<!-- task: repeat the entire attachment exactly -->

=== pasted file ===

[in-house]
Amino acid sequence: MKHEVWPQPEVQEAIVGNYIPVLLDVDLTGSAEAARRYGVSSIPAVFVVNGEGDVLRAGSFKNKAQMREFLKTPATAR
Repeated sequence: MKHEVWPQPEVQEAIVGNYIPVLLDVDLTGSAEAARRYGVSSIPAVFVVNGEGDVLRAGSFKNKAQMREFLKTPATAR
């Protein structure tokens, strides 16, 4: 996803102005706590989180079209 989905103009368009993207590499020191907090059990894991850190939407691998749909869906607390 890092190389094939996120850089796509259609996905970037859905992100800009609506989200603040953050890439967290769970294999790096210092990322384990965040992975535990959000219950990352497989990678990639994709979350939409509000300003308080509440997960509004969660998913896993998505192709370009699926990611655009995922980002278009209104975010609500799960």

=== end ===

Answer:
[in-house]
Amino acid sequence: MKHEVWPQPEVQEAIVGNYIPVLLDVDLTGSAEAARRYGVSSIPAVFVVNGEGDVLRAGSFKNKAQMREFLKTPATAR
Repeated sequence: MKHEVWPQPEVQEAIVGNYIPVLLDVDLTGSAEAARRYGVSSIPAVFVVNGEGDVLRAGSFKNKAQMREFLKTPATAR
């Protein structure tokens, strides 16, 4: 996803102005706590989180079209 989905103009368009993207590499020191907090059990894991850190939407691998749909869906607390 890092190389094939996120850089796509259609996905970037859905992100800009609506989200603040953050890439967290769970294999790096210092990322384990965040992975535990959000219950990352497989990678990639994709979350939409509000300003308080509440997960509004969660998913896993998505192709370009699926990611655009995922980002278009209104975010609500799960």